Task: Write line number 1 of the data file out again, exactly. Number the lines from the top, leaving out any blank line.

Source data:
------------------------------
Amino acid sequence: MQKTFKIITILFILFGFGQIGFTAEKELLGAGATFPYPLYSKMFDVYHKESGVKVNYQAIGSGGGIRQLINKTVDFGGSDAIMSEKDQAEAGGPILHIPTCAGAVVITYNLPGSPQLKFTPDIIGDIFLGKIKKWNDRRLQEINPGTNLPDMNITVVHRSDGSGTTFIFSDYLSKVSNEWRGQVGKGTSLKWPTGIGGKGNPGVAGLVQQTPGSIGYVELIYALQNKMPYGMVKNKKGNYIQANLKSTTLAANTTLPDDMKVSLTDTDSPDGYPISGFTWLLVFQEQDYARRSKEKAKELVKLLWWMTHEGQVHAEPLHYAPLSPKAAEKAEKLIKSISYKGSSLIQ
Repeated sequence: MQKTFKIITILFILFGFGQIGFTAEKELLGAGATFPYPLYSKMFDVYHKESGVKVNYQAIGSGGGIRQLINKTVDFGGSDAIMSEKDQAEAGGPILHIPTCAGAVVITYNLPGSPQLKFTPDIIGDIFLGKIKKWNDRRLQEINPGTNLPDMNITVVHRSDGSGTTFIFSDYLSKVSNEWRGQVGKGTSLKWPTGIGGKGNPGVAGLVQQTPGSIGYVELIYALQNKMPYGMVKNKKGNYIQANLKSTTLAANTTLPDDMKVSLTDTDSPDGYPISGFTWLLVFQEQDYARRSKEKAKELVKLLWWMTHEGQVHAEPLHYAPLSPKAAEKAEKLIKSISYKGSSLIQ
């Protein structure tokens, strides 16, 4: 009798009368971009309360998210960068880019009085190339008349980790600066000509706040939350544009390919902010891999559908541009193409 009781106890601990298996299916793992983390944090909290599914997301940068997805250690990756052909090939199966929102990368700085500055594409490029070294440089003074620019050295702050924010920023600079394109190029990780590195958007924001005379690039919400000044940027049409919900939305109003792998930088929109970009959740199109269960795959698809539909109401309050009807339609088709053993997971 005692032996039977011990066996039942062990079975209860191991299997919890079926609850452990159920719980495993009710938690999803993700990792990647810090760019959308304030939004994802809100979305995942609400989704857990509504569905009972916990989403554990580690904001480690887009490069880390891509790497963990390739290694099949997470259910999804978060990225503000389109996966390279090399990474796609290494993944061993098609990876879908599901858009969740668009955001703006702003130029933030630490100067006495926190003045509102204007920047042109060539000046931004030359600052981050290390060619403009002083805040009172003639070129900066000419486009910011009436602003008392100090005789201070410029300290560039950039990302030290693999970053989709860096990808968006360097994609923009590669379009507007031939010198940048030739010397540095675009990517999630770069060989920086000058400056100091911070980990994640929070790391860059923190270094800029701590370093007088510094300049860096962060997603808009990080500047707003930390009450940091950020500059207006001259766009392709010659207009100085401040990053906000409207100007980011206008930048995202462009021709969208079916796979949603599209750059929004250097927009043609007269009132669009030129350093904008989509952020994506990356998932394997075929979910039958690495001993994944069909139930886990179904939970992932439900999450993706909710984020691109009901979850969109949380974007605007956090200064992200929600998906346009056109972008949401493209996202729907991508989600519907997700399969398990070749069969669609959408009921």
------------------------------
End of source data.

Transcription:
Amino acid sequence: MQKTFKIITILFILFGFGQIGFTAEKELLGAGATFPYPLYSKMFDVYHKESGVKVNYQAIGSGGGIRQLINKTVDFGGSDAIMSEKDQAEAGGPILHIPTCAGAVVITYNLPGSPQLKFTPDIIGDIFLGKIKKWNDRRLQEINPGTNLPDMNITVVHRSDGSGTTFIFSDYLSKVSNEWRGQVGKGTSLKWPTGIGGKGNPGVAGLVQQTPGSIGYVELIYALQNKMPYGMVKNKKGNYIQANLKSTTLAANTTLPDDMKVSLTDTDSPDGYPISGFTWLLVFQEQDYARRSKEKAKELVKLLWWMTHEGQVHAEPLHYAPLSPKAAEKAEKLIKSISYKGSSLIQ